The company processing Kansas Medicaid applications is so out of compliance with its contract that it could face fines of more than $250,000 a day.

Maximus is operating with 40 percent accuracy on financial payments; 98 percent is required. The company is also falling behind on handling applications and cases, the state of Kansas says.

The company runs a clearinghouse that is designed to sort through the state’s Medicaid applications, but Kansas’ Medicaid director on Friday described a sense of despair among workers during a recent visit to the Topeka facility.

The clearinghouse includes Maximus workers and state workers, with about 350 in total.

“It’s night and day. It’s a completely different work environment on our side of the house and their side of the house and I think that’s because we at the state value the employees that work for us,” Kansas Medicaid Director Jon Hamdorf said.

Kansas has experienced problems processing Medicaid applications since then-Gov. Sam Brownback’s administration opened the clearinghouse in 2015. At one time, a backlog of unprocessed applications grew large enough to draw the attention of federal regulators.

How fast and accurately the applications are processed is important to the more than 400,000 people enrolled in KanCare, the state’s privatized Medicaid program. Slow processing can create uncertainty for applicants.

Hamdorf disclosed during a legislative oversight hearing Friday that Kansas sent Maximus a letter of non-compliance on Jan. 30.

Kansas has given the company until June 1 to shape up. Otherwise, Maximus will face retroactive fines back to January that could total tens of millions of dollars.

Hamdorf said an examination of the company’s performance on a single day – Feb. 7 – showed enough shortfalls that the company would have to pay $250,000 or more in fines for that day alone.

If that kind of performance is typical, Maximus would face millions in fines.

“I couldn’t even venture a guess,” Hamdorf said when asked how much in fines Maximus would potentially face. “It could be very, very high.”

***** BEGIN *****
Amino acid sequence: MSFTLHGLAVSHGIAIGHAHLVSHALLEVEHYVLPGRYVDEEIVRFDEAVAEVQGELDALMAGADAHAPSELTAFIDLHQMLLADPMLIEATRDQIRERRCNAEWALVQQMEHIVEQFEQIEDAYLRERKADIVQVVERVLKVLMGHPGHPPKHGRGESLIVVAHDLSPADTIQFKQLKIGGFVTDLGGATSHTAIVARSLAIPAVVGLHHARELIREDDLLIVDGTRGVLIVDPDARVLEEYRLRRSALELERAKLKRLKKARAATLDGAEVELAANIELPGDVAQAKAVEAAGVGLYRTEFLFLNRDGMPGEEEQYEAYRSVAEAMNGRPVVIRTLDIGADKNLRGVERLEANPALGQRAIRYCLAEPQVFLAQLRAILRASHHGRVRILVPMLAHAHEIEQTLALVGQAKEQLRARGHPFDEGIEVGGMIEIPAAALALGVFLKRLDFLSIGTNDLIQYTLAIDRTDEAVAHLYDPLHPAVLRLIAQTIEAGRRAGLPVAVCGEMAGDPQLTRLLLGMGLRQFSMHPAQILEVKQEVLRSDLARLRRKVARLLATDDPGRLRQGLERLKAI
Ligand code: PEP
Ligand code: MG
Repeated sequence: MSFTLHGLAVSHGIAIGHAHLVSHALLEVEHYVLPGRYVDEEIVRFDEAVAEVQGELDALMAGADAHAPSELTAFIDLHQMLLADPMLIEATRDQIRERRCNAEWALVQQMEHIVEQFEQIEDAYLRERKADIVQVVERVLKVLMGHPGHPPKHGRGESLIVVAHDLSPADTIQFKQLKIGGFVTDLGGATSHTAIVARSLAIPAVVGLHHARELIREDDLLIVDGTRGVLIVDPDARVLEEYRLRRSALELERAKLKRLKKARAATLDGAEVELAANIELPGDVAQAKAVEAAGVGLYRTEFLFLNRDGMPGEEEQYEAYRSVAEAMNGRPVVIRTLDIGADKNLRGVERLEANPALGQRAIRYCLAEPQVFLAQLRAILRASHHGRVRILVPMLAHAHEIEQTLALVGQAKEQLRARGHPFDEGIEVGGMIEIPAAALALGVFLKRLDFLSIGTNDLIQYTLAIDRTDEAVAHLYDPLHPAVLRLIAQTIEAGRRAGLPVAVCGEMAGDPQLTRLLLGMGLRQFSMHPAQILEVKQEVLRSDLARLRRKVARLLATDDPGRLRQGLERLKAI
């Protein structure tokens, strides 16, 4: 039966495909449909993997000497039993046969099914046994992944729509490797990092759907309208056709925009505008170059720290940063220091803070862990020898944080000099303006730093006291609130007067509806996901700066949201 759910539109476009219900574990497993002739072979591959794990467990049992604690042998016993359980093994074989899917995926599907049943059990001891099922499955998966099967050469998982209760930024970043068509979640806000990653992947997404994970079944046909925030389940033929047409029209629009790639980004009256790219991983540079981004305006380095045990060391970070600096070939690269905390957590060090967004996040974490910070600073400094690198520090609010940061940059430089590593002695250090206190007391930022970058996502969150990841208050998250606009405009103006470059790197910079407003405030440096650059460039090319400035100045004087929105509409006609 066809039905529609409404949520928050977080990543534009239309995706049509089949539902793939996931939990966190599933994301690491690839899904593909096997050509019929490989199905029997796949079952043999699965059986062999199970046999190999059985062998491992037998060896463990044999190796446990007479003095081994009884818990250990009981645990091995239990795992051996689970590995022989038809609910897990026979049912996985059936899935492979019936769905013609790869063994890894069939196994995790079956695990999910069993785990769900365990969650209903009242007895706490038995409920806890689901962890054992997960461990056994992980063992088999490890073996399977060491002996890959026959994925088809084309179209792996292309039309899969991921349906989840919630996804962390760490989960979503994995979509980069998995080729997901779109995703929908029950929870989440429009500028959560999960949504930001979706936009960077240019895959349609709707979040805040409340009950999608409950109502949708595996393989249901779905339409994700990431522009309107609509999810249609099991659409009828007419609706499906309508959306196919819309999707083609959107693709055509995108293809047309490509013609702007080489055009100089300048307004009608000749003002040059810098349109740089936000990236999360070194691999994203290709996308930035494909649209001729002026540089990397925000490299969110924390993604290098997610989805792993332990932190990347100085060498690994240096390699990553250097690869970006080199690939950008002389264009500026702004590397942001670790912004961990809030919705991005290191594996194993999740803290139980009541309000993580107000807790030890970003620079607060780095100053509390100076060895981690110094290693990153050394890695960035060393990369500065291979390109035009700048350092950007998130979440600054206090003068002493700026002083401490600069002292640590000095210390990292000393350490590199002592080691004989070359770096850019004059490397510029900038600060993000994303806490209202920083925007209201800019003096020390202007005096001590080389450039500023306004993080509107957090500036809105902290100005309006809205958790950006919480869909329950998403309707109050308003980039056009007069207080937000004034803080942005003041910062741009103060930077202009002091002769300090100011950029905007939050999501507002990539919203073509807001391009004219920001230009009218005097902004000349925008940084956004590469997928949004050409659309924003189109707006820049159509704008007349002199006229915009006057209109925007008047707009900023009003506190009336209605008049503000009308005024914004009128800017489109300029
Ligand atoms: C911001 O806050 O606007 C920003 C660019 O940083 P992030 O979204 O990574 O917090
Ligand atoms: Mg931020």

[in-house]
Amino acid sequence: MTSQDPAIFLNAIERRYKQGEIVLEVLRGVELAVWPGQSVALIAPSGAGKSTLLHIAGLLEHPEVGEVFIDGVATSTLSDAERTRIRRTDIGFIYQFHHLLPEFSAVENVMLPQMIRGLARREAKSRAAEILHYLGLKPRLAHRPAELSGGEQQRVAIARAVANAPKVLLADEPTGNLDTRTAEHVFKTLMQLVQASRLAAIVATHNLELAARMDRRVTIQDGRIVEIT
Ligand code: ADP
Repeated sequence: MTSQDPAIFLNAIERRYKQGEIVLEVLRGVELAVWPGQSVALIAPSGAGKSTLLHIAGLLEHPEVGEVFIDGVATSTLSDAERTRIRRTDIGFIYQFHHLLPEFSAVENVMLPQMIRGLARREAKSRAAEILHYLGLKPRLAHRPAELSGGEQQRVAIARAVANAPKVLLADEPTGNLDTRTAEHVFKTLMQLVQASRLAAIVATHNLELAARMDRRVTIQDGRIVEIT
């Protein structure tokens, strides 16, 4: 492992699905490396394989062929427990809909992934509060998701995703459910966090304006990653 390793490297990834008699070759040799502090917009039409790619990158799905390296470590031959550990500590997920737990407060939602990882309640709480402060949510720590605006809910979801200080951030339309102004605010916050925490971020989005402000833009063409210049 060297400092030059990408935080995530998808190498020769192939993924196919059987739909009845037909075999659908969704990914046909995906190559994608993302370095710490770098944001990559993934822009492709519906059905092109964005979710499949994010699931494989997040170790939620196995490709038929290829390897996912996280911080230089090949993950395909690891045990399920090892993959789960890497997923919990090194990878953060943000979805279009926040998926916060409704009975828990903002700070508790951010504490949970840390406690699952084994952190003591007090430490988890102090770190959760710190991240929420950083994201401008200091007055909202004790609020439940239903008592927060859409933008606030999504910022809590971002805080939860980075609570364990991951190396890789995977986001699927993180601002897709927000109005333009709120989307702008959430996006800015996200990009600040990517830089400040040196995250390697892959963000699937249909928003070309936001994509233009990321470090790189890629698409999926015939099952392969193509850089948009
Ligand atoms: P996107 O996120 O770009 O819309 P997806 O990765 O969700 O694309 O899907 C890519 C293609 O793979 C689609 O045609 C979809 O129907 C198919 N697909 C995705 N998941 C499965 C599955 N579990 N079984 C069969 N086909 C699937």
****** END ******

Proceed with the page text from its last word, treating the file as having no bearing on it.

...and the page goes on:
Maximus spokeswoman Lisa Miles said the company “immediately instituted a compliance achievement plan and we are firmly committed to meeting the requisite compliance targets by June 1st.”

“We have been working closely with the State on number of continuous improvements to increase efficiency and accuracy, and reduce the time it takes to process applications,” Miles said in a written statement.

She also said that the company makes every effort to ensure employees have a “professional, safe and enjoyable work environment.”

Hamdorf said officials are holding daily calls with clearinghouse management and weekly meetings with Maximus leadership to try to improve the company’s performance.

“They’re coming to me and saying they’ve done this in so many states, and yet – I have yet to find a state where they’re doing what they’re doing for us,” Hamdorf said.

He said that Tennessee officials had practically laughed at him when he asked about Maximus in a recent conversation.

House Minority Leader Jim Ward, D-Wichita, said the potential fines faced by Maximus shows the company’s level of incompetency.

“The idea that we can consolidate all of this out into a building (in Topeka) when we had an infrastructure of local agencies, local groups, local people, that was working fine,” Ward said. “We created the most inefficient system.”

If Kansas imposes penalties, the fines will go back only to the start of this year. Advocates for Medicaid recipients say that although Kansas gave Maximus notice in January, the company has been underperforming for years.

“They’ve never been in compliance, and their out of compliance has had a real cost to consumers and providers this whole time that they’ve had to shoulder. And the state has chosen not to pursue that up until this point,” Sean Gatewood, a spokesman for the KanCare Advocates Network, said.

If Kansas parts ways with Maximus, the state could likely handle application processing in-house for about the same price, Hamdorf said. Few companies perform the kind of work that Maximus does, and when Kansas’ contract was initially put out for bid, only two companies made offers.

Rep. Dan Hawkins, a Wichita Republican who chairs the Legislature’s KanCare oversight committee, said having state workers again process applications is under serious consideration.

“I think that’s the plan if Maximus goes away – it will come in-house,” Hawkins said.

“If they don’t get this fixed, they’re gone.”

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Kansas tells Medicaid contractor: Shape up, or face millions in fines